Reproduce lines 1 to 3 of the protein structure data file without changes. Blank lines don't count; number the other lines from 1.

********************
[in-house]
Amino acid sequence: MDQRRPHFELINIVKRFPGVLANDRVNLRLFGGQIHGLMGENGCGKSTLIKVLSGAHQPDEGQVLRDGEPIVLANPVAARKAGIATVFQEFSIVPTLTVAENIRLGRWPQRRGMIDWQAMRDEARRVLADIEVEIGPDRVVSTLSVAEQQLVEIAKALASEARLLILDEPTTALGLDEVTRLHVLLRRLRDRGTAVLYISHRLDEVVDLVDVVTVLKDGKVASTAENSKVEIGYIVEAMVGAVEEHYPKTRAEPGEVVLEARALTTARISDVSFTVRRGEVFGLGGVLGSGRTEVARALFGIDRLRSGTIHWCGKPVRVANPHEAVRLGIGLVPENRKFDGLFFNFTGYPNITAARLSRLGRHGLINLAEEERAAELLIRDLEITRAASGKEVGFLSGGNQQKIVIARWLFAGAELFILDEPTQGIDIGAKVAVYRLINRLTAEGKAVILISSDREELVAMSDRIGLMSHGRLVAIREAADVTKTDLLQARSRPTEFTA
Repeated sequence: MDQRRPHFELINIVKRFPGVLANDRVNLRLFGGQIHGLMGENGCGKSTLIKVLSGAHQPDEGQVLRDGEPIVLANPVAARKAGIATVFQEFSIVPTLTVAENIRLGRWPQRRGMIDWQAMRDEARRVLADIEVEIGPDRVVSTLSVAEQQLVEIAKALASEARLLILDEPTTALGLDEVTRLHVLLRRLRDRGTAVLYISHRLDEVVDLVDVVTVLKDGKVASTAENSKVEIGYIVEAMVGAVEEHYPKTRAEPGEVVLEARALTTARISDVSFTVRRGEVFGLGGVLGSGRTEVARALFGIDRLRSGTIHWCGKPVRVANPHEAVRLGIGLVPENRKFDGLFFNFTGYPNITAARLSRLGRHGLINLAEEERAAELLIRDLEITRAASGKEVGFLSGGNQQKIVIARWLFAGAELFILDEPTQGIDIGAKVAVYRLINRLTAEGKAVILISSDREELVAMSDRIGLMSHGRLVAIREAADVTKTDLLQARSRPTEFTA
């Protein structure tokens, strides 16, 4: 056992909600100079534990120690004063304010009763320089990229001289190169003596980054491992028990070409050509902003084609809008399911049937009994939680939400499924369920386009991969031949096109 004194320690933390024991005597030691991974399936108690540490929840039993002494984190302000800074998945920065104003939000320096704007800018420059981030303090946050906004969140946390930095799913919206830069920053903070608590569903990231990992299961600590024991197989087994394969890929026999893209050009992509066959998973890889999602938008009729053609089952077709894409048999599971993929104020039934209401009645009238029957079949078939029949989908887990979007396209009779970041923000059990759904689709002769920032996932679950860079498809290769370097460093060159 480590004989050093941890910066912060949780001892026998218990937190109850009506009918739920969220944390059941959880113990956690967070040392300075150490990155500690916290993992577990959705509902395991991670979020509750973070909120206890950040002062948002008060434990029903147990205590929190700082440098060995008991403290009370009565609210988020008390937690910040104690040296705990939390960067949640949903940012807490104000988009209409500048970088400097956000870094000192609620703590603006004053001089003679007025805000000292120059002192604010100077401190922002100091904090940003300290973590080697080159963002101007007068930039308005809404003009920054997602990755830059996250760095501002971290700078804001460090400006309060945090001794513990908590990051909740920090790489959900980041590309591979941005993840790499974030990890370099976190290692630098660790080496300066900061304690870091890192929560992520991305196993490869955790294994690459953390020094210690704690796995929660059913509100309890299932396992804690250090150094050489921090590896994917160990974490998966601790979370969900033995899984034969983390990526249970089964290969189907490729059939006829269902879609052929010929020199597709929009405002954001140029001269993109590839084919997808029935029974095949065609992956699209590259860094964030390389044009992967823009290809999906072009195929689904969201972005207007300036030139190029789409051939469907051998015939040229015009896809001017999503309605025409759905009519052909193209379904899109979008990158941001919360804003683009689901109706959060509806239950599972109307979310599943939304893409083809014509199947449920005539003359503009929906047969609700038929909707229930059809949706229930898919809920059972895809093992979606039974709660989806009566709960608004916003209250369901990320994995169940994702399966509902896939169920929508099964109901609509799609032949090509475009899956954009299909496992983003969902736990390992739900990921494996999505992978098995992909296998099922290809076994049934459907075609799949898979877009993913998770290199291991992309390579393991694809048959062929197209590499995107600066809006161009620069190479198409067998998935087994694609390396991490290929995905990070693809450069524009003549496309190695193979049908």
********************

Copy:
[in-house]
Amino acid sequence: MDQRRPHFELINIVKRFPGVLANDRVNLRLFGGQIHGLMGENGCGKSTLIKVLSGAHQPDEGQVLRDGEPIVLANPVAARKAGIATVFQEFSIVPTLTVAENIRLGRWPQRRGMIDWQAMRDEARRVLADIEVEIGPDRVVSTLSVAEQQLVEIAKALASEARLLILDEPTTALGLDEVTRLHVLLRRLRDRGTAVLYISHRLDEVVDLVDVVTVLKDGKVASTAENSKVEIGYIVEAMVGAVEEHYPKTRAEPGEVVLEARALTTARISDVSFTVRRGEVFGLGGVLGSGRTEVARALFGIDRLRSGTIHWCGKPVRVANPHEAVRLGIGLVPENRKFDGLFFNFTGYPNITAARLSRLGRHGLINLAEEERAAELLIRDLEITRAASGKEVGFLSGGNQQKIVIARWLFAGAELFILDEPTQGIDIGAKVAVYRLINRLTAEGKAVILISSDREELVAMSDRIGLMSHGRLVAIREAADVTKTDLLQARSRPTEFTA
Repeated sequence: MDQRRPHFELINIVKRFPGVLANDRVNLRLFGGQIHGLMGENGCGKSTLIKVLSGAHQPDEGQVLRDGEPIVLANPVAARKAGIATVFQEFSIVPTLTVAENIRLGRWPQRRGMIDWQAMRDEARRVLADIEVEIGPDRVVSTLSVAEQQLVEIAKALASEARLLILDEPTTALGLDEVTRLHVLLRRLRDRGTAVLYISHRLDEVVDLVDVVTVLKDGKVASTAENSKVEIGYIVEAMVGAVEEHYPKTRAEPGEVVLEARALTTARISDVSFTVRRGEVFGLGGVLGSGRTEVARALFGIDRLRSGTIHWCGKPVRVANPHEAVRLGIGLVPENRKFDGLFFNFTGYPNITAARLSRLGRHGLINLAEEERAAELLIRDLEITRAASGKEVGFLSGGNQQKIVIARWLFAGAELFILDEPTQGIDIGAKVAVYRLINRLTAEGKAVILISSDREELVAMSDRIGLMSHGRLVAIREAADVTKTDLLQARSRPTEFTA